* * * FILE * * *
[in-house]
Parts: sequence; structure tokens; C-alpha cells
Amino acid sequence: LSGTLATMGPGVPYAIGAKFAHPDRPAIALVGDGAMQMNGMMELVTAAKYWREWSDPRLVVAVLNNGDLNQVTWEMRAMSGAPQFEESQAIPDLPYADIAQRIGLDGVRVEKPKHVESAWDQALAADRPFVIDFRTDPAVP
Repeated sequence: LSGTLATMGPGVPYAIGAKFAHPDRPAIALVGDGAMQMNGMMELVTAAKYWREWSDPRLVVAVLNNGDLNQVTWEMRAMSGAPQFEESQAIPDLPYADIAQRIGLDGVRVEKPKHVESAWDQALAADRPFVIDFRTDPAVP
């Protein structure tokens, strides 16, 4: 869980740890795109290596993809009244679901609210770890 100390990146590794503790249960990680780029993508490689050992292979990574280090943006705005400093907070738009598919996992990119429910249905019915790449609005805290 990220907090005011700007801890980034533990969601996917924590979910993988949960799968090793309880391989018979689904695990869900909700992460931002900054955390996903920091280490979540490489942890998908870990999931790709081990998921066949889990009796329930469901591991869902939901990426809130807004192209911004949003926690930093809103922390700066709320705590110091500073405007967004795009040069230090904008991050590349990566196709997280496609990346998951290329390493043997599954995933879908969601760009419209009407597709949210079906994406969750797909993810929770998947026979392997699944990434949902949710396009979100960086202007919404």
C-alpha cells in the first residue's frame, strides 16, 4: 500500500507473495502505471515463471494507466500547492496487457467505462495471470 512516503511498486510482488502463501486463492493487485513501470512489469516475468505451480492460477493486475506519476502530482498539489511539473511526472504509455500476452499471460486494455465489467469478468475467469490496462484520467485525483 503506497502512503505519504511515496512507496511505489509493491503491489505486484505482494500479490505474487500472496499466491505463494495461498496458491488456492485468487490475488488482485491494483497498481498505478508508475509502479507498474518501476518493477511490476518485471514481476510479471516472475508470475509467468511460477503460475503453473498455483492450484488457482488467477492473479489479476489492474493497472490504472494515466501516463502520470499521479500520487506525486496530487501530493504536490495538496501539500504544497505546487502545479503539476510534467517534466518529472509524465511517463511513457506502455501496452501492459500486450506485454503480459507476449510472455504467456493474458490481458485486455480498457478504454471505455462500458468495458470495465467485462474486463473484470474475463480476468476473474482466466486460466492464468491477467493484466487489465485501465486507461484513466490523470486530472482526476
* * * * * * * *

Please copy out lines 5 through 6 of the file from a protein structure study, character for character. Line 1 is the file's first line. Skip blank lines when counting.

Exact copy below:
């Protein structure tokens, strides 16, 4: 869980740890795109290596993809009244679901609210770890 100390990146590794503790249960990680780029993508490689050992292979990574280090943006705005400093907070738009598919996992990119429910249905019915790449609005805290 990220907090005011700007801890980034533990969601996917924590979910993988949960799968090793309880391989018979689904695990869900909700992460931002900054955390996903920091280490979540490489942890998908870990999931790709081990998921066949889990009796329930469901591991869902939901990426809130807004192209911004949003926690930093809103922390700066709320705590110091500073405007967004795009040069230090904008991050590349990566196709997280496609990346998951290329390493043997599954995933879908969601760009419209009407597709949210079906994406969750797909993810929770998947026979392997699944990434949902949710396009979100960086202007919404």
C-alpha cells in the first residue's frame, strides 16, 4: 500500500507473495502505471515463471494507466500547492496487457467505462495471470 512516503511498486510482488502463501486463492493487485513501470512489469516475468505451480492460477493486475506519476502530482498539489511539473511526472504509455500476452499471460486494455465489467469478468475467469490496462484520467485525483 503506497502512503505519504511515496512507496511505489509493491503491489505486484505482494500479490505474487500472496499466491505463494495461498496458491488456492485468487490475488488482485491494483497498481498505478508508475509502479507498474518501476518493477511490476518485471514481476510479471516472475508470475509467468511460477503460475503453473498455483492450484488457482488467477492473479489479476489492474493497472490504472494515466501516463502520470499521479500520487506525486496530487501530493504536490495538496501539500504544497505546487502545479503539476510534467517534466518529472509524465511517463511513457506502455501496452501492459500486450506485454503480459507476449510472455504467456493474458490481458485486455480498457478504454471505455462500458468495458470495465467485462474486463473484470474475463480476468476473474482466466486460466492464468491477467493484466487489465485501465486507461484513466490523470486530472482526476